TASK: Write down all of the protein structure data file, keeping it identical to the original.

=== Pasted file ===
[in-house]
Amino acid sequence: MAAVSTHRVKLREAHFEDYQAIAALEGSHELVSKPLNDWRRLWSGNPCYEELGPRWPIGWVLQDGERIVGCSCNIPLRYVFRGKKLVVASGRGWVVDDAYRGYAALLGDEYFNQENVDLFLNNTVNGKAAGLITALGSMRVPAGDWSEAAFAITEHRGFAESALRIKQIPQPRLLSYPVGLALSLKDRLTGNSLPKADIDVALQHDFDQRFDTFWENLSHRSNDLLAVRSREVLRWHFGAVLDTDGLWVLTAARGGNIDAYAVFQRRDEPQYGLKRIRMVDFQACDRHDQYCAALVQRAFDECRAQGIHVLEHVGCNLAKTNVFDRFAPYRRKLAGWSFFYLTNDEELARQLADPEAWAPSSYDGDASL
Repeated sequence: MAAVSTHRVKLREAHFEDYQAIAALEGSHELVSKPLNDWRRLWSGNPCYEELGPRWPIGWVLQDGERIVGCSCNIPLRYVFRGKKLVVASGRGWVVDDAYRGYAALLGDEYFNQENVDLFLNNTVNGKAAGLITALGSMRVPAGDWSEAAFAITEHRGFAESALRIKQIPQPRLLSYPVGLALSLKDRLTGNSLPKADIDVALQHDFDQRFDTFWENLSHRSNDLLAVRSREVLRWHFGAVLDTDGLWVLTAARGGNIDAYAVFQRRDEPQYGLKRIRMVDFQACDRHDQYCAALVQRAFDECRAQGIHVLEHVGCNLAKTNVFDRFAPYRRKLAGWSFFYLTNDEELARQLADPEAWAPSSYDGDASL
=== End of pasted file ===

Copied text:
[in-house]
Amino acid sequence: MAAVSTHRVKLREAHFEDYQAIAALEGSHELVSKPLNDWRRLWSGNPCYEELGPRWPIGWVLQDGERIVGCSCNIPLRYVFRGKKLVVASGRGWVVDDAYRGYAALLGDEYFNQENVDLFLNNTVNGKAAGLITALGSMRVPAGDWSEAAFAITEHRGFAESALRIKQIPQPRLLSYPVGLALSLKDRLTGNSLPKADIDVALQHDFDQRFDTFWENLSHRSNDLLAVRSREVLRWHFGAVLDTDGLWVLTAARGGNIDAYAVFQRRDEPQYGLKRIRMVDFQACDRHDQYCAALVQRAFDECRAQGIHVLEHVGCNLAKTNVFDRFAPYRRKLAGWSFFYLTNDEELARQLADPEAWAPSSYDGDASL
Repeated sequence: MAAVSTHRVKLREAHFEDYQAIAALEGSHELVSKPLNDWRRLWSGNPCYEELGPRWPIGWVLQDGERIVGCSCNIPLRYVFRGKKLVVASGRGWVVDDAYRGYAALLGDEYFNQENVDLFLNNTVNGKAAGLITALGSMRVPAGDWSEAAFAITEHRGFAESALRIKQIPQPRLLSYPVGLALSLKDRLTGNSLPKADIDVALQHDFDQRFDTFWENLSHRSNDLLAVRSREVLRWHFGAVLDTDGLWVLTAARGGNIDAYAVFQRRDEPQYGLKRIRMVDFQACDRHDQYCAALVQRAFDECRAQGIHVLEHVGCNLAKTNVFDRFAPYRRKLAGWSFFYLTNDEELARQLADPEAWAPSSYDGDASL